Scientists studying human cancer genes have identified new mutations that may offer clues about what triggers cancer to form malignancies. As VOA's Jessica Berman reports, the geneticists say their work will finally give cancer researchers a better idea of what they are up against.
Scientists at the Wellcome Trust Sanger Institute in London say they found more than 100 new mutations as they deciphered 500 genes in a family of proteins known as kinases.
Kinases have been implicated in human cancers because they regulate the behavior of cells, such as telling them when to live, die or divide. Cancer cells do not respond to the body's normal signals to die, and they grow out of control.
In the study published in the journal Nature, researchers sequenced kinases in a range of cancers, including breast, lung, colorectal and stomach cancers.
Mike Stratton is co-investigator of the cancer genome project at the Wellcome Trust Sanger Institute in London. He says researchers found approximately 1,000 mutations in the DNA of the cancer cells they sequenced.
"When we analyzed those 1,000 mutations in more detail, what we find is quite surprising," he said. "Because we found evidence for really quite a large number of new cancer genes. We found evidence for approximately 100 new cancer genes from within those 1,000 mutations."
Genetic mutations are structural alterations in the code of DNA that regulates normal cellular functioning.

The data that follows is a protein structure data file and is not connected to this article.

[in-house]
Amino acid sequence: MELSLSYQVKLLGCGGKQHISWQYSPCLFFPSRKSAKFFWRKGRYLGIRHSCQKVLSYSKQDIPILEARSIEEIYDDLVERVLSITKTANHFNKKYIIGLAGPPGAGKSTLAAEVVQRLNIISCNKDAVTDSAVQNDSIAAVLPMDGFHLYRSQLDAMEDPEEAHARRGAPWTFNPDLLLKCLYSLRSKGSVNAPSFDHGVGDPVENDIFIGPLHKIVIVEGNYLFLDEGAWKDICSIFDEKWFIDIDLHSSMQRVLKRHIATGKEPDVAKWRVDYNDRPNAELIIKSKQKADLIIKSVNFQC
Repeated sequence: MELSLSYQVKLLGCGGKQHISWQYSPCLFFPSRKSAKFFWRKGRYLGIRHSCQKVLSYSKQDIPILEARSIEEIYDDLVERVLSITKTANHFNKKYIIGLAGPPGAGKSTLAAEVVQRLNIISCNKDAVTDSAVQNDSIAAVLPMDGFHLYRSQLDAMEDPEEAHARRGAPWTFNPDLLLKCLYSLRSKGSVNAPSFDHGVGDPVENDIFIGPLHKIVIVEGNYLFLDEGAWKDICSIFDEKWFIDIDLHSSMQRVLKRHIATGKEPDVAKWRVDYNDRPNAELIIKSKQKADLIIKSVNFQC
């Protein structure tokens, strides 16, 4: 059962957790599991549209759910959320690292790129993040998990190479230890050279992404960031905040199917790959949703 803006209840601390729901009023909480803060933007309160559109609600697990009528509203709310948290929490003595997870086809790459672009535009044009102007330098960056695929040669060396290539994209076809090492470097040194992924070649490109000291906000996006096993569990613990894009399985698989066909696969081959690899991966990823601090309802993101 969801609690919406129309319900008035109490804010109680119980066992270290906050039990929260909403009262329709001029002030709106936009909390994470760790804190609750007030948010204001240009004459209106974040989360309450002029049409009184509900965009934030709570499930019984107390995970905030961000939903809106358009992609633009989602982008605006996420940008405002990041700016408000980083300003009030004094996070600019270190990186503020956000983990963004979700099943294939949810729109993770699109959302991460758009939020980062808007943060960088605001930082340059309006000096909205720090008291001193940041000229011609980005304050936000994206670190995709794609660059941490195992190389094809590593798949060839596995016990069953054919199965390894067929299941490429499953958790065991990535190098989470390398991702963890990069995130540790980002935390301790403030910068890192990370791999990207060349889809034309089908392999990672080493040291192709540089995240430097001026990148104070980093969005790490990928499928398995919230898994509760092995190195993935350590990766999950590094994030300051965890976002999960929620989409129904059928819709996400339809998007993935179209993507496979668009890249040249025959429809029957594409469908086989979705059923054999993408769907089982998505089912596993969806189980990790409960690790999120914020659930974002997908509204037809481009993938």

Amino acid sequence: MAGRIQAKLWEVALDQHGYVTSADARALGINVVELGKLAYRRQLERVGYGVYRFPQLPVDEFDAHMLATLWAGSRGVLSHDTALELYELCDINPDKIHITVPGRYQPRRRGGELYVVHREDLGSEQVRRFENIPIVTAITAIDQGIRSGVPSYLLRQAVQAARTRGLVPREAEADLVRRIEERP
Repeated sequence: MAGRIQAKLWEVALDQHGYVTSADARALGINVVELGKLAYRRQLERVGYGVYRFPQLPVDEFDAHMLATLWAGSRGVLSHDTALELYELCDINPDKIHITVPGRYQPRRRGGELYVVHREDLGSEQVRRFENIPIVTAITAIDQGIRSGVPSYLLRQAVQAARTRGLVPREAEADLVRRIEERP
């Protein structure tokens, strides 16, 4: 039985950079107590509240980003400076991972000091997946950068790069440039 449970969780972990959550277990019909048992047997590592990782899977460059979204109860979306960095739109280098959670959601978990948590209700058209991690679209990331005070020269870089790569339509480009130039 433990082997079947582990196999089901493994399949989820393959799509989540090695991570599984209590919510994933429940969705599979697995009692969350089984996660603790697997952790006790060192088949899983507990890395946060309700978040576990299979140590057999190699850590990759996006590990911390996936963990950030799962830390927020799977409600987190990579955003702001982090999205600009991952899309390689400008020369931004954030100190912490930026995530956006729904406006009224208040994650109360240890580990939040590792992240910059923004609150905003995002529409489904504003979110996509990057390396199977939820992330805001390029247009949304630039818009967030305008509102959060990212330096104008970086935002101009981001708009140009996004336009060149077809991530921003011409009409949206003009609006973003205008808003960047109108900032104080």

Stratton and colleagues divided the 100 new cancer genes into "passenger" or "driver" genes. The passengers greatly outnumbered the drivers, and had mutations that did not contribute to cancer in any significant way. The drivers, on the other hand, caused cells to begin acting abnormally, a feature of cancer.
Stratton says some aggressive cancers, like testicular cancer, have one or two mutations, while others, like lung cancer, have many.
"Mutations that you find in cancer are like an archaeological record of what that cancer has been through in its lifetime," he noted. "So, the mutations can tell you about an exposure that that cancer cell has been through 25 years, decades before."
Stratton says the work will allow scientists to interpret the factors that led to a cancer, such as ultraviolet light. But other exposures, such as unknown environmental chemicals or abnormalities of the body's cellular repair mechanism, may be harder to find.
Co-investigator Andy Futreal says the study gives cancer researchers a more comprehensive view of the genetic changes that cause the disease in each of its different forms. And he says that is likely to lead to the development of new and more effective drugs to treat cancer.
But Futreal concedes researchers have only scratched the surface in their quest for cancer genes, since the kinases make up approximately one percent of the human genome.
"We need to expand the numbers of tumors, the numbers of genes sequenced, the numbers of types of tumors," he added. "So, I think it is all moving in the right direction."
The scientists expect that new, faster technologies to find DNA sequencing will help them expand their search for cancer mutations within the human genome.